554 F2d 698 Geisser Bauer v. United States

554 F.2d 698

Petition of Josette GEISSER, Divorced Bauer, a/k/a Paulette
Louise Fallai.
Josette Claire BAUER, nee Geisser, a/k/a Paulette Louise
Fallai, Petitioner-Appellee,
UNITED STATES of America, Respondent-Appellant,
Alfred Keller, Consul General of the Government of
Switzerland, Intervenor-Appellant.

No. 76-3324.

United States Court of Appeals,
Fifth Circuit.

June 22, 1977.

Robert E. Herzstein, Brooksley E. Landau, Washington, D. C., for keller.

Robert W. Rust, U. S. Atty., Miami, Fla., Murray R. Stein, Atty., Jerome M. Feit, Katherine Winfree, John P. Rupp, Attys., U. S. Dept. of Justice, Washington, D. C., for United States.

William C. Marchiondo, Albuquerque, N. M., for Geisser-Bauer.

Appeals from the United States District Court for the Southern District of Florida.

Before TUTTLE, WISDOM and COLEMAN, Circuit Judges.

WISDOM, Circuit Judge:

This is the second time this Court has been asked to balance the rights of this petitioner to the plea bargain she made with the United States Government against the obligations of the Government under an extradition treaty with Switzerland. The facts of the case are set out in full in the opinion by Chief Judge Brown issued in the first appeal. Geisser v. United States, 5 Cir. 1975, 513 F.2d 862. The petitioner, Josette Claire Bauer, nee Geisser, escaped from a Swiss prison where she was serving a sentence for patricide. On August 31, 1967, she and an accomplice, Willy Lambert, were arrested in Miami for attempting to smuggle 28 pounds of heroin into this country as part of an international drug smuggling conspiracy. To gain information from them and their assistance to the prosecutor, representatives of the Justice Department and the local United States Attorney's office engaged in plea negotiations. Bauer and Lambert consented to plead guilty to charges carrying lesser sentences in return for divulging their knowledge of the domestic and international drug conspiracy in which they were involved, and to testify against their superiors in the ring. The United States Government agreed to reindict them for lesser offenses, to secure their parole after three years, and to use its best efforts to prevent the extradition of the two to Switzerland or France. The last part of the bargain became necessary to gain the cooperation of Bauer and Lambert because they were "obsessed by their intense fear of reprisals a fear all the agents concerned accepted as well-founded". Geisser v. United States, 513 F.2d at 864. Bauer and Lambert kept their bargain. Indeed Josette Bauer was a particularly valuable witness because of her "remarkably retentive memory". Before the plea bargaining was concluded the Swiss Government sought and obtained, on November 2, 1967, in the Southern District of Florida an order certifying the extraditability of Bauer.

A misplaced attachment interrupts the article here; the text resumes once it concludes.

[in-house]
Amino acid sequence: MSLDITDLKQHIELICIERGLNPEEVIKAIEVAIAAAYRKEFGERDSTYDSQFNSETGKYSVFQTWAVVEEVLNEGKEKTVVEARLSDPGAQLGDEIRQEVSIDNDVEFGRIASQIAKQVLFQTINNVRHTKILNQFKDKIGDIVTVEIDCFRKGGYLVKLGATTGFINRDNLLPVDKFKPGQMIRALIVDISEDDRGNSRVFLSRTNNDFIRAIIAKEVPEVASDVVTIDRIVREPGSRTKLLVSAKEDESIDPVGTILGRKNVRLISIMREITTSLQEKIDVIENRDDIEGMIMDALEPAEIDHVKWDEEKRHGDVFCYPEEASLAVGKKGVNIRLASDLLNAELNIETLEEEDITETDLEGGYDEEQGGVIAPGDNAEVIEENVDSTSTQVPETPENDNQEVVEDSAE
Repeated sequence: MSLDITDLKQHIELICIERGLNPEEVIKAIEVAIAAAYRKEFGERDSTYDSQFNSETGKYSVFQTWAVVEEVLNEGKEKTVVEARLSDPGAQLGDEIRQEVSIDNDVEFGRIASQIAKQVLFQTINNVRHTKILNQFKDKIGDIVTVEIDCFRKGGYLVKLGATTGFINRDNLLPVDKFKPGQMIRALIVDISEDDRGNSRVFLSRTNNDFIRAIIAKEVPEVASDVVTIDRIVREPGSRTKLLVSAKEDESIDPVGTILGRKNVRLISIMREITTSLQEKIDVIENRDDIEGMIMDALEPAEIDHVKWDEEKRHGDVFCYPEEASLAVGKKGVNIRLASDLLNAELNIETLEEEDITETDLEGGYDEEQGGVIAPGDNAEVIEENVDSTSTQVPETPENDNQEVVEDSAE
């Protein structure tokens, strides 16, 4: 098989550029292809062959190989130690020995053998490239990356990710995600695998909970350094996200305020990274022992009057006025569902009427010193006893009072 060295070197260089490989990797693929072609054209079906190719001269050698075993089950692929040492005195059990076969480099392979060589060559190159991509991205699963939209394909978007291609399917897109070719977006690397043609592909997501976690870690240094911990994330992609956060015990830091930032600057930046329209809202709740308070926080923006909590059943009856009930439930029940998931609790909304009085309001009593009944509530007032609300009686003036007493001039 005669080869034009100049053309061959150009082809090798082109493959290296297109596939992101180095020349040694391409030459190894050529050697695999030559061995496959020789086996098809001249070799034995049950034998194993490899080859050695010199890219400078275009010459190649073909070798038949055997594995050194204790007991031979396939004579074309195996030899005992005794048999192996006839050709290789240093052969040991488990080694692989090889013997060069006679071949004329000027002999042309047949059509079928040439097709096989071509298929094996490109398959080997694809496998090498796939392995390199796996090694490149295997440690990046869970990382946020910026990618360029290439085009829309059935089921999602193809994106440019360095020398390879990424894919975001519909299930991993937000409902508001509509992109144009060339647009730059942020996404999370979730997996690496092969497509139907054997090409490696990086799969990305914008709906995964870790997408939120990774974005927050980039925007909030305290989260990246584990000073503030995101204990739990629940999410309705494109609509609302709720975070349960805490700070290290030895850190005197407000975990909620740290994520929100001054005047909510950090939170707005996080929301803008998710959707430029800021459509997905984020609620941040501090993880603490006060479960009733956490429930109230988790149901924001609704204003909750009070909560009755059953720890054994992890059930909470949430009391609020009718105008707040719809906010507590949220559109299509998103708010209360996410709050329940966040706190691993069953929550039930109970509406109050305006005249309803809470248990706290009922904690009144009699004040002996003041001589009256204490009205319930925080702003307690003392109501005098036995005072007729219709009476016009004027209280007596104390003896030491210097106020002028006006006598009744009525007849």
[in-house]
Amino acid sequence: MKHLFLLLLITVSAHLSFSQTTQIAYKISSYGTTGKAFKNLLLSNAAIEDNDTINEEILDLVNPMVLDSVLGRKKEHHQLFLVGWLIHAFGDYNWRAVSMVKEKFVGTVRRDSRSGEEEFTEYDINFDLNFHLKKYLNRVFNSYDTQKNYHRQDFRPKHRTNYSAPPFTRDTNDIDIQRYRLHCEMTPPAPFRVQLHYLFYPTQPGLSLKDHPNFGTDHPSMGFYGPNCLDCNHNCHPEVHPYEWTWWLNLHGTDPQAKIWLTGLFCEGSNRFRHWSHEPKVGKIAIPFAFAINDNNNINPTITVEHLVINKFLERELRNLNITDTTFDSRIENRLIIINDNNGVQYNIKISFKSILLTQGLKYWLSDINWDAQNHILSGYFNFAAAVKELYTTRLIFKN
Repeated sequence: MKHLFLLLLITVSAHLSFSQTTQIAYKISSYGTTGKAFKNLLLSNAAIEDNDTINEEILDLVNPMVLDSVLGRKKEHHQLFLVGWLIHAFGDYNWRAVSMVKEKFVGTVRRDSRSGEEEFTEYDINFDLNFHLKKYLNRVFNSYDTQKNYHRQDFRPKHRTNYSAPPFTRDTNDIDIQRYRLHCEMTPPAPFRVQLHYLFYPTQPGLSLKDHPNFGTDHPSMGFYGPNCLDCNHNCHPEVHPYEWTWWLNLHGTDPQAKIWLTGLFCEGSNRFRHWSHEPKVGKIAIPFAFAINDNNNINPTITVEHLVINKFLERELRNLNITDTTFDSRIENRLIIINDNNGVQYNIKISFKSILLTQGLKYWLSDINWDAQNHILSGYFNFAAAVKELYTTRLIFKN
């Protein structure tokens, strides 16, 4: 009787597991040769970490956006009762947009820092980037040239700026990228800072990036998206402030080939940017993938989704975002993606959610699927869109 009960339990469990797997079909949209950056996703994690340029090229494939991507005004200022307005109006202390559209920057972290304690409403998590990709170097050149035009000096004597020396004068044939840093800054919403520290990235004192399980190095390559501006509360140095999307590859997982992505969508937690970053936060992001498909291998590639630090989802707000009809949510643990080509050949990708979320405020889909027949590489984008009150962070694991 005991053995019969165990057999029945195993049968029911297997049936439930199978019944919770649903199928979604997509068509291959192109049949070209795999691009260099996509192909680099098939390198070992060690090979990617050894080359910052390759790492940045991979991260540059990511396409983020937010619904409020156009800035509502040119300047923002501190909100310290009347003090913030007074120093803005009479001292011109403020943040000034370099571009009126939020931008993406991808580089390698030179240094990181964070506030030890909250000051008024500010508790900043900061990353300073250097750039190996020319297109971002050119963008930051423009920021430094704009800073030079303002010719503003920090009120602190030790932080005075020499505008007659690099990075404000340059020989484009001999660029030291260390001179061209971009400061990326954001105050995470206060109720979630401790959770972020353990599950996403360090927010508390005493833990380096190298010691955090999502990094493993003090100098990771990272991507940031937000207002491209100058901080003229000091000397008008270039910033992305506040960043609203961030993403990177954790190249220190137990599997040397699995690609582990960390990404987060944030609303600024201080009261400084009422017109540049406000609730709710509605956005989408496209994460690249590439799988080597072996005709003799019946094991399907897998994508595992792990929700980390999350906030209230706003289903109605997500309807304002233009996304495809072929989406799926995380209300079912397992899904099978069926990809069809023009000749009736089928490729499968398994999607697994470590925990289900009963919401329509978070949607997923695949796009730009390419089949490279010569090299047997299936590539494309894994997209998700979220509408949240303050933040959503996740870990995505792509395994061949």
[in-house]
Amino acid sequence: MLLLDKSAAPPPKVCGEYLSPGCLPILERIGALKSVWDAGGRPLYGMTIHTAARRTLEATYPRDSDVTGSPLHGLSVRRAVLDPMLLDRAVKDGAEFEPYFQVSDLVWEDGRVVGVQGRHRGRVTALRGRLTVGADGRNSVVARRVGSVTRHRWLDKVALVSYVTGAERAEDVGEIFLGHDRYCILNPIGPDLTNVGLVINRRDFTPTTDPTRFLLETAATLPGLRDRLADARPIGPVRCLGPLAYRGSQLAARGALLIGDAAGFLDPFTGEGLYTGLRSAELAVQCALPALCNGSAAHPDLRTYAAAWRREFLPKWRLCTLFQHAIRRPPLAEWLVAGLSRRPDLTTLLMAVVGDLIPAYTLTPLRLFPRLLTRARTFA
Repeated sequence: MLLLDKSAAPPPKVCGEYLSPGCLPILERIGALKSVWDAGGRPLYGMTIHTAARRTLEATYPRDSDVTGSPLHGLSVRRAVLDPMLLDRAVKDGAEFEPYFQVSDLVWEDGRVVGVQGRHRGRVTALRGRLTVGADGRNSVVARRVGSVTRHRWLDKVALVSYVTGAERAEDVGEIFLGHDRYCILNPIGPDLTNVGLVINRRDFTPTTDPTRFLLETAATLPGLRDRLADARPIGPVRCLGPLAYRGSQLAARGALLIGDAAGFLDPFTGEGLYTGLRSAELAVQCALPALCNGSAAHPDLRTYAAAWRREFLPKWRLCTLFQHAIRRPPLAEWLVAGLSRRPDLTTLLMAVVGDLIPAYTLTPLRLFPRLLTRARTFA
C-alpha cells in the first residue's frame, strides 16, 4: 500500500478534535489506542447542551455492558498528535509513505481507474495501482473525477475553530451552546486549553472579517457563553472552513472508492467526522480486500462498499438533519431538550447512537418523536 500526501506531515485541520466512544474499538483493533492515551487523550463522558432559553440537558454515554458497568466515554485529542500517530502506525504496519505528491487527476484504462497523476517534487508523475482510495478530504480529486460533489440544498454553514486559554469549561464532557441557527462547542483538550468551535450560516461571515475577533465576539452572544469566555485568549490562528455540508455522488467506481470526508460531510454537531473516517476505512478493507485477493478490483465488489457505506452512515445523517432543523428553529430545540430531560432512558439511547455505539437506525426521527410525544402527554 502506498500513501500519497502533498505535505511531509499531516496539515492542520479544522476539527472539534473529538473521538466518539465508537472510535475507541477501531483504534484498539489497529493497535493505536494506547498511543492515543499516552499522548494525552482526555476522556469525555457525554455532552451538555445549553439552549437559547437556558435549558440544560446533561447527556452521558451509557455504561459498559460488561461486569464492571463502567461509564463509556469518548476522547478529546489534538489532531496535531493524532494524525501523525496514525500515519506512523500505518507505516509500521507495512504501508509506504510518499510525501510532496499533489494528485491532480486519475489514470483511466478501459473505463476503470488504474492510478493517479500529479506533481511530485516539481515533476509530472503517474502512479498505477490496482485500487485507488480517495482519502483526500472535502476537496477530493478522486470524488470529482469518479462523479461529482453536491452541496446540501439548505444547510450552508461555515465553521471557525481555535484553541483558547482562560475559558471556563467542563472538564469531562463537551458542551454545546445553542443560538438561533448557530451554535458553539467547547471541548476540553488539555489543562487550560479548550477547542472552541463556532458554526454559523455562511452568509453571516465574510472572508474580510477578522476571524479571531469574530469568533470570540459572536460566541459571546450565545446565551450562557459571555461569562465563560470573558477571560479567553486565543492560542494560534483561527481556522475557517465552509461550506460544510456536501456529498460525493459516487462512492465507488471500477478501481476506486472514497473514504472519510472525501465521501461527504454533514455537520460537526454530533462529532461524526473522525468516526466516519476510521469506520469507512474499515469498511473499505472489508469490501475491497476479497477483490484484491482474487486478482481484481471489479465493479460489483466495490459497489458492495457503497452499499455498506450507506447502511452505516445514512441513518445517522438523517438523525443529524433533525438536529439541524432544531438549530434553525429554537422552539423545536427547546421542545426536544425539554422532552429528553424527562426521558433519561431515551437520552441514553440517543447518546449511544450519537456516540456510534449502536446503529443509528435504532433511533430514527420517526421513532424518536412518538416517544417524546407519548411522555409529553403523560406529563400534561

In her habeas corpus petition Josette Bauer seeks to compel the Government to keep its part of the bargain; she asks for specific enforcement of the plea agreement and an injunction against the extradition order. In the initial response to the petition Judge Mehrtens, who also presided over the guilty pleas of Bauer and Lambert, held an extensive hearing. He concluded that the United States Government failed to keep both the parole and extradition aspects of the bargain. Judge Mehrtens found that there was a definite agreement that Bauer would not serve more than three years in prison and that she would not be deported to France or Switzerland.

In the first appeal in this case the United States Government did not challenge any of the findings of fact of the district court except the part of its decision that found an absolute agreement to prevent extradition to France or Switzerland. The Department of Justice has contended that its commitment to Bauer and Lambert was no more than to use its "best efforts" to prevent Bauer's extradition.


This Court, through Judge Brown, decided that it needed "an authoritative declaration of the position of the United States Government not just that of one or more departments or agencies". Geisser v. United States, 513 F.2d at 869. It reasoned:


we are not at all sure that a Secretary of State who is instructed by the chief legal officer of the nation that failure to keep the bargain is a plain violation of Bauer's constitutional rights would persist in the steps to effectuate extradition. (Footnote omitted.)


Id. The Court rejected the Government's claim that Bauer's habeas corpus action was not ripe and that the district court judgment should be vacated because of the failure to join the Confederation of Switzerland as an indispensable party under Rule 19(a), F.R.Civ.P. Instead the Court vacated the district court's order and remanded the case for further proceedings, if they became necessary: